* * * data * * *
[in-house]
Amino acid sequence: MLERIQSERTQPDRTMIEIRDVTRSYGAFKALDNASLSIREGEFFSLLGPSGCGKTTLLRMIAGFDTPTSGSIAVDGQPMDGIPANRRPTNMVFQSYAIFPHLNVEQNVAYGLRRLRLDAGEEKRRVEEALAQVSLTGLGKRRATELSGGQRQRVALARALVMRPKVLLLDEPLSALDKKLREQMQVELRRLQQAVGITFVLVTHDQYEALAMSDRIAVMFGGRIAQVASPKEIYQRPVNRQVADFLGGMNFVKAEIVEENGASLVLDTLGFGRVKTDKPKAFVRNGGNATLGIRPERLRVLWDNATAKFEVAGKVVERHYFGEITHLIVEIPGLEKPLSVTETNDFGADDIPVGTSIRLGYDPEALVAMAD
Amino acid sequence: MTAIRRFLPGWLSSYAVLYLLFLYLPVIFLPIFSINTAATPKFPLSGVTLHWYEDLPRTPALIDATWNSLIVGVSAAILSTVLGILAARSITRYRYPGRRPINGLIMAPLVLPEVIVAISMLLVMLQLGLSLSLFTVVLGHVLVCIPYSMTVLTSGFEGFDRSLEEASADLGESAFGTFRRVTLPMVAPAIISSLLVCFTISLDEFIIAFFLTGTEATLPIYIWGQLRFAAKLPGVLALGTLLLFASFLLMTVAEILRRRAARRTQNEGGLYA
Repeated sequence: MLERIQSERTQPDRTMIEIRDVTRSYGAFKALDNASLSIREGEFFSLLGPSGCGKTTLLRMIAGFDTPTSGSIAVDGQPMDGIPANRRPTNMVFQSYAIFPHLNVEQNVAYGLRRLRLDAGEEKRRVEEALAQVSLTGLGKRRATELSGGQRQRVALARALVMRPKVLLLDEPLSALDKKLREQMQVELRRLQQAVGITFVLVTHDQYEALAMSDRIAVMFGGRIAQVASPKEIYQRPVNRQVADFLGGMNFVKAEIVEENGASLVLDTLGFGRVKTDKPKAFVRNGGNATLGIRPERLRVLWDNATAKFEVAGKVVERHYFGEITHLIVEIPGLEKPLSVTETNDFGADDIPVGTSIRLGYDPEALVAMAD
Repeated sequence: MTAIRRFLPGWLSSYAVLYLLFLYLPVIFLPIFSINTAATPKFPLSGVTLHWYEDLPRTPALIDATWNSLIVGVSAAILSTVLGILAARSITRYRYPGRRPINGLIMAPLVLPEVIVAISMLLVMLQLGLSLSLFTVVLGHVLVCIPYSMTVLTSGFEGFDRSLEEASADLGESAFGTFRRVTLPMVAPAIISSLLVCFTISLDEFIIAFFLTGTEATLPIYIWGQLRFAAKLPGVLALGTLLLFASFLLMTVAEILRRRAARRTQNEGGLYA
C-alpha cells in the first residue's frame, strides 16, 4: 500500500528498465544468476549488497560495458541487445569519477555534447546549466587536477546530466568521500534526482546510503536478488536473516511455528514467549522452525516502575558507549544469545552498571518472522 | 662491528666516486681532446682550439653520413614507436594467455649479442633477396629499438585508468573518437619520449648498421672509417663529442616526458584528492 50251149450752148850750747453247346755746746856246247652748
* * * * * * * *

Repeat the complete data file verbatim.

[in-house]
Amino acid sequence: MLERIQSERTQPDRTMIEIRDVTRSYGAFKALDNASLSIREGEFFSLLGPSGCGKTTLLRMIAGFDTPTSGSIAVDGQPMDGIPANRRPTNMVFQSYAIFPHLNVEQNVAYGLRRLRLDAGEEKRRVEEALAQVSLTGLGKRRATELSGGQRQRVALARALVMRPKVLLLDEPLSALDKKLREQMQVELRRLQQAVGITFVLVTHDQYEALAMSDRIAVMFGGRIAQVASPKEIYQRPVNRQVADFLGGMNFVKAEIVEENGASLVLDTLGFGRVKTDKPKAFVRNGGNATLGIRPERLRVLWDNATAKFEVAGKVVERHYFGEITHLIVEIPGLEKPLSVTETNDFGADDIPVGTSIRLGYDPEALVAMAD
Amino acid sequence: MTAIRRFLPGWLSSYAVLYLLFLYLPVIFLPIFSINTAATPKFPLSGVTLHWYEDLPRTPALIDATWNSLIVGVSAAILSTVLGILAARSITRYRYPGRRPINGLIMAPLVLPEVIVAISMLLVMLQLGLSLSLFTVVLGHVLVCIPYSMTVLTSGFEGFDRSLEEASADLGESAFGTFRRVTLPMVAPAIISSLLVCFTISLDEFIIAFFLTGTEATLPIYIWGQLRFAAKLPGVLALGTLLLFASFLLMTVAEILRRRAARRTQNEGGLYA
Repeated sequence: MLERIQSERTQPDRTMIEIRDVTRSYGAFKALDNASLSIREGEFFSLLGPSGCGKTTLLRMIAGFDTPTSGSIAVDGQPMDGIPANRRPTNMVFQSYAIFPHLNVEQNVAYGLRRLRLDAGEEKRRVEEALAQVSLTGLGKRRATELSGGQRQRVALARALVMRPKVLLLDEPLSALDKKLREQMQVELRRLQQAVGITFVLVTHDQYEALAMSDRIAVMFGGRIAQVASPKEIYQRPVNRQVADFLGGMNFVKAEIVEENGASLVLDTLGFGRVKTDKPKAFVRNGGNATLGIRPERLRVLWDNATAKFEVAGKVVERHYFGEITHLIVEIPGLEKPLSVTETNDFGADDIPVGTSIRLGYDPEALVAMAD
Repeated sequence: MTAIRRFLPGWLSSYAVLYLLFLYLPVIFLPIFSINTAATPKFPLSGVTLHWYEDLPRTPALIDATWNSLIVGVSAAILSTVLGILAARSITRYRYPGRRPINGLIMAPLVLPEVIVAISMLLVMLQLGLSLSLFTVVLGHVLVCIPYSMTVLTSGFEGFDRSLEEASADLGESAFGTFRRVTLPMVAPAIISSLLVCFTISLDEFIIAFFLTGTEATLPIYIWGQLRFAAKLPGVLALGTLLLFASFLLMTVAEILRRRAARRTQNEGGLYA
C-alpha cells in the first residue's frame, strides 16, 4: 500500500528498465544468476549488497560495458541487445569519477555534447546549466587536477546530466568521500534526482546510503536478488536473516511455528514467549522452525516502575558507549544469545552498571518472522 | 662491528666516486681532446682550439653520413614507436594467455649479442633477396629499438585508468573518437619520449648498421672509417663529442616526458584528492 50251149450752148850750747453247346755746746856246247652748